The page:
In these days of renewed gloom about the future of Europe, a quick test is in order. Who has the world’s biggest economy? A) The United States B) China/Asia C) Europe? Who has the most Fortune 500 companies? A) The United States B) China C) Europe. Who attracts most U.S. investment? A) Europe B) China C) Asia.
The correct answer in each case is Europe, short for the 27-member European Union (EU), a region with 500 million citizens. They produce an economy almost as large as the United States and China combined but have, so far, largely failed to make much of a dent in American perceptions that theirs is a collection of cradle-to-grave nanny states doomed to be left behind in a 21st century that will belong to China.
That China will rise to be a superpower in this century, overtaking the United States in terms of gross domestic product by 2035, is becoming conventional wisdom. But those who subscribe to that theory might do well to remember the fate of similar long-range forecasts in the past. At the turn of the 20th century, for example, eminent strategists predicted that Argentina would be a world power within 20 years. In the late 1980s, Japan was seen as the next global leader.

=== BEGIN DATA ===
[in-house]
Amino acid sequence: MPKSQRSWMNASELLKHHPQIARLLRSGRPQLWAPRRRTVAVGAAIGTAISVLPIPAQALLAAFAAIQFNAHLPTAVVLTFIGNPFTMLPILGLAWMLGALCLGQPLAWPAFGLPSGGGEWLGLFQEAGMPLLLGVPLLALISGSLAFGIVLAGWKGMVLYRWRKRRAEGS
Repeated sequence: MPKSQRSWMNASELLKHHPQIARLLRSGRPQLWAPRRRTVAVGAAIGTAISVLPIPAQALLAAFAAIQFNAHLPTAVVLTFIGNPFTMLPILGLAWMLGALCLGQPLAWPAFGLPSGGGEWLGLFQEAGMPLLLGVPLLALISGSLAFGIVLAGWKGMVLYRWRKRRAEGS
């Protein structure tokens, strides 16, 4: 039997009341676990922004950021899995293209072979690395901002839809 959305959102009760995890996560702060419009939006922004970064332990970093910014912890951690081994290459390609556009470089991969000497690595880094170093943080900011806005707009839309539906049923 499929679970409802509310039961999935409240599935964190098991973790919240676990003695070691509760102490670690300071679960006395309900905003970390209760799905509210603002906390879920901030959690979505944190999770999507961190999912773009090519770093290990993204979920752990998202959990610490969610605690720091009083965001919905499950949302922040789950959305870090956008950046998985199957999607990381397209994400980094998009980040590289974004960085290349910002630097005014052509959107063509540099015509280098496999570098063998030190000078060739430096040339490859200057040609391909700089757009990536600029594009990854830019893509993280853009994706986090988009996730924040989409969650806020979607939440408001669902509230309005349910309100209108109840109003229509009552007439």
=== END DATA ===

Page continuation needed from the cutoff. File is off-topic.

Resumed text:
The latest pessimistic utterances about Europe were sparked by a debt crisis in Greece which raised concern over the health of the euro, the common currency of 16 EU members. Plus U.S. President Barack Obama’s decision to stay away from a U.S.-EU summit scheduled for May in Madrid, with a new EU leadership structure that should have made it easier to answer then U.S. Secretary of State Henry Kissinger’s famous question: “Who do I call when I want to talk to Europe?”
There are still several numbers to call in the complex set-up, giving fresh reasons to fret to those crystal-gazers who see the future dominated by the United States and China, the so-called G-2.